Eastbourne council criticised for ‘staggering £200 million of debt’

Councillor Penny di Cara (left) has criticised the Lib Dem council, run by Councillor David Tutt
Councillor Penny di Cara (left) has criticised the Lib Dem council, run by Councillor David Tutt

Eastbourne council has been criticised for what has been described as a “staggering debt” of almost £200 million.

Conservative councillors have harangued the Lib Dem-controlled council following a full council meeting last night (February 20) which saw the authority’s budget approved.

Reflecting on the vote, Lib Dem councillors today said the new budget meant avoiding cutting vital frontline public services, but Conservatives say it is putting itself in too much debt.

‘Bad investments’

Conservative Councillor Penny di Cara said, “Liberal Democrats grumble every year about how local government is now funded but they were in government just a few years ago and were happy to support this approach, so it’s rank hypocrisy to say they disagree just to score cheap political points.

“The fact is this Lib Dem borough council is heading for a financial catastrophe that we Conservatives have been warning about for some time now.

“We have consistently said the council’s projected borrowing has increased year on year. Now we have a council with a quite staggering debt of nearly £200 million and it only has an annual budget of £13 million.”

The Sovereign ward councillor said, “It has made bad investments, particularly Hampden Retail Park which was purchased in May 2017 for £18.8m and the audit report last year decreased its value by £2.119m.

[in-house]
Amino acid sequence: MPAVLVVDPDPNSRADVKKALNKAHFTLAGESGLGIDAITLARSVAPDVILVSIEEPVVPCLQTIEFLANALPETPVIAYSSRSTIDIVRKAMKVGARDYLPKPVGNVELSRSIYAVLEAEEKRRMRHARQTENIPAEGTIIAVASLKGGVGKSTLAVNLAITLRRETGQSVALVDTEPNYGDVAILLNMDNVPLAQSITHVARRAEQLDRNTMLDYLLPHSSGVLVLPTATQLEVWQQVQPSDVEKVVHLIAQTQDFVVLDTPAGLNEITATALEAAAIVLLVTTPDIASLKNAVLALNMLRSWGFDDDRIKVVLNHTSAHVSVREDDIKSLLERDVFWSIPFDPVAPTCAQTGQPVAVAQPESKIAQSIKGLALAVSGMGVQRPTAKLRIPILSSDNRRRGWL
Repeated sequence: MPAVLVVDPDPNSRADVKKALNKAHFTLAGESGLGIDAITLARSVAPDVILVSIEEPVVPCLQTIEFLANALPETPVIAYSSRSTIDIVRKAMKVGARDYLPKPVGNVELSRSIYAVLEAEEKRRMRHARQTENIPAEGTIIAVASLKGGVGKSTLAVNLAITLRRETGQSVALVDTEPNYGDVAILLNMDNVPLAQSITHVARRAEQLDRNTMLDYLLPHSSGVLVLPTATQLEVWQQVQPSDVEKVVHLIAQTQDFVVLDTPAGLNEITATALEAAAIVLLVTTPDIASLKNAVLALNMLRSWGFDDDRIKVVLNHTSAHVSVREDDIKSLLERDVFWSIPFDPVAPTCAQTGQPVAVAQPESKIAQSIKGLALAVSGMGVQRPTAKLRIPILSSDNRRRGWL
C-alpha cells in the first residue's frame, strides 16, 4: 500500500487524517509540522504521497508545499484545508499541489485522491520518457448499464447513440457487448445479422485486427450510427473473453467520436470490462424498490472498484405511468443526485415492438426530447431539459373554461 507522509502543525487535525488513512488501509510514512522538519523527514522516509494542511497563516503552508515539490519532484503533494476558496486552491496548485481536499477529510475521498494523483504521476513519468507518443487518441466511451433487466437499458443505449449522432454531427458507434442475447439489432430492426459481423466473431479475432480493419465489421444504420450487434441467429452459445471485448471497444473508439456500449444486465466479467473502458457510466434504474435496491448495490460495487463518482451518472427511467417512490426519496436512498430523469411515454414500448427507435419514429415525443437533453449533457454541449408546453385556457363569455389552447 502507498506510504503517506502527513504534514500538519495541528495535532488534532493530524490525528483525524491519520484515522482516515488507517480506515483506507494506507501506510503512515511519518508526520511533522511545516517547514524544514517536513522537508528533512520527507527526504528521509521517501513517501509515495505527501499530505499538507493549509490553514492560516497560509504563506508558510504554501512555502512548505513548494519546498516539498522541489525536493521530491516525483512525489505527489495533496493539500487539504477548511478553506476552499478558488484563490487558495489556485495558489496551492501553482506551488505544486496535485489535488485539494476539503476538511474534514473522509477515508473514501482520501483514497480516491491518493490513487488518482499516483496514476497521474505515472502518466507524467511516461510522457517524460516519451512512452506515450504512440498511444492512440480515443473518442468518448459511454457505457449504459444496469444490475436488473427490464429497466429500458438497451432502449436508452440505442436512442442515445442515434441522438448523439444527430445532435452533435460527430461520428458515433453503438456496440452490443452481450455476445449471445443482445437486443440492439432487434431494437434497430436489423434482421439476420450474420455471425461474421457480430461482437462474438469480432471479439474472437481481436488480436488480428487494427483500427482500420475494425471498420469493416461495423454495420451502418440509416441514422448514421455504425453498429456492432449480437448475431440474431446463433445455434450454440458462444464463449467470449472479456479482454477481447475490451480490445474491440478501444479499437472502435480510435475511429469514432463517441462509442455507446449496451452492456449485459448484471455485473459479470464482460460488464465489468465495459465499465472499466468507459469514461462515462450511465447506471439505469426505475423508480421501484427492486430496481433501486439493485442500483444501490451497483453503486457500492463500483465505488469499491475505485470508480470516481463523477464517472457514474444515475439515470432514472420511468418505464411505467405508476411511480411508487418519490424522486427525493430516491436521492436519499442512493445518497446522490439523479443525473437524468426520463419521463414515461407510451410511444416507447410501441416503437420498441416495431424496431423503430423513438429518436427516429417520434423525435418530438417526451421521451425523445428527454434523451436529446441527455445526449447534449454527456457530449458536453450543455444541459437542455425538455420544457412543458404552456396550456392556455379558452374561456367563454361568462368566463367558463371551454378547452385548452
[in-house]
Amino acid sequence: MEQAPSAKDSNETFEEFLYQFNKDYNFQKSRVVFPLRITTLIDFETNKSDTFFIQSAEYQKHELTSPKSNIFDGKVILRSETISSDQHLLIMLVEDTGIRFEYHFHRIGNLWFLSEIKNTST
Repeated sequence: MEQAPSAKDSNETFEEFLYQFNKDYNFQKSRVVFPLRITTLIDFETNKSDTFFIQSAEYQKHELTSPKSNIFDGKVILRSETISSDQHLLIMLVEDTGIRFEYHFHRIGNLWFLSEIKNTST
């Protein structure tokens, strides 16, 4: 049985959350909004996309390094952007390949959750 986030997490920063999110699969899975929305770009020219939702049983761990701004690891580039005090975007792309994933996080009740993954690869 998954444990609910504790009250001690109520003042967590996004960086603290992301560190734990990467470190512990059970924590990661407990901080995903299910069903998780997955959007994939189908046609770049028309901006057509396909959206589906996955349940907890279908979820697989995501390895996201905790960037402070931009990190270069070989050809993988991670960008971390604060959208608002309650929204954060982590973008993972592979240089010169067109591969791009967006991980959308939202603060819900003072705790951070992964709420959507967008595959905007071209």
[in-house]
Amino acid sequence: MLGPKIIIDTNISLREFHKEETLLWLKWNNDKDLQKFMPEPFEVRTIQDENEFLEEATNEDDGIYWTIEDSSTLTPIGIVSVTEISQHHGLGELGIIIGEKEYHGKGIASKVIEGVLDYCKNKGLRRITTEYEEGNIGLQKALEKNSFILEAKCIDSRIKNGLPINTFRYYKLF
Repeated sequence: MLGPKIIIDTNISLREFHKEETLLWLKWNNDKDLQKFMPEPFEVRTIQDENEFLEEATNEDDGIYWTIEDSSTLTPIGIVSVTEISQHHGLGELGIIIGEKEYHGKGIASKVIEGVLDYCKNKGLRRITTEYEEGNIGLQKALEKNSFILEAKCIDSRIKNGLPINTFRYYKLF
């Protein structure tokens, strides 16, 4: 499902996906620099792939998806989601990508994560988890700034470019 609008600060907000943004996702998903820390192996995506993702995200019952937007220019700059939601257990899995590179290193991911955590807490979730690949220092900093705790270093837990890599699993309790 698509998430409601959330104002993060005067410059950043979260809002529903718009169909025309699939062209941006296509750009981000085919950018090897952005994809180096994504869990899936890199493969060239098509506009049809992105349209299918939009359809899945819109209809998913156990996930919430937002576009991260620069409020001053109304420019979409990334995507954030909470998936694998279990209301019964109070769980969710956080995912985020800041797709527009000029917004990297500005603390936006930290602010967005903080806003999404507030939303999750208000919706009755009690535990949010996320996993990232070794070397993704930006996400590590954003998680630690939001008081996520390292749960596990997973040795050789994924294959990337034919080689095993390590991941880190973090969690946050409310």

“Overspends abound at the Devonshire Park development too and local residents need to ask: is this Lib Dem council financially competent?”

Borrowing to purchase assets ‘is sound investment’

Council leader David Tutt has defended his position following these comments, arguing the council’s borrowing to purchase assets is sound investment.

He said, “The Conservative opposition, whilst voting against the budget failed for the fourth year in succession to offer any alternatives.

“Looking at the financial position of EBC (Eastbourne Borough Council) it is the Liberal Democrats who rescued it from near financial catastrophe.

“When they took over control from the Conservative they found that: the council’s cash collection contractors had not been paying monies collected into the council’s bank account; the council was to be fined by Government for late and inaccurate benefit calculations over the previous two years: the council tax base had been wrongly calculated, meaning that the income for this was going to fall more than £1m short and the Council-owned bus company was only solvent due to an unsecured loan from an executive director.”

Councillor Tutt, who represents St Anthony’s ward, said, “The Liberal Democrat administration turned around the fortunes of the council, saving more than £500,000 a year in rent on office buildings by moving to agile working, sharing staff with Lewes, saving more than £2m a year on improved contracts and investing in assets which pay a dividend to the council.

“It is sad the Conservatives locally seem to fail to understand that borrowing to purchase assets which not only return an annual dividend which protects frontline services but also appreciates in value, is sound investment.

“Whilst it is true that the value of property can fluctuate, the important figure to concentrate on is the bottom line of the council finances and the independently audited accounts for Eastbourne show the net worth of the Council, after all borrowing is taken into account, increased by £10m over the past year.

“It is of course possible that they do actually understand this as the council with the highest level of borrowing is the small Conservative Council of Spelthorne, who have borrowed over £1bn for such investments.”

Councillor Tutt also said it was “interesting” the Conservative group had “attacked” them for a comment on the reduction of the Government grant.

He said, “Whilst it is true the Liberal Democrats supported a reduction in public spending during the early 2010s, we have made it clear far too much of this has been focused on cutting the grant to local councils to a point where these cuts are destroying communities.”

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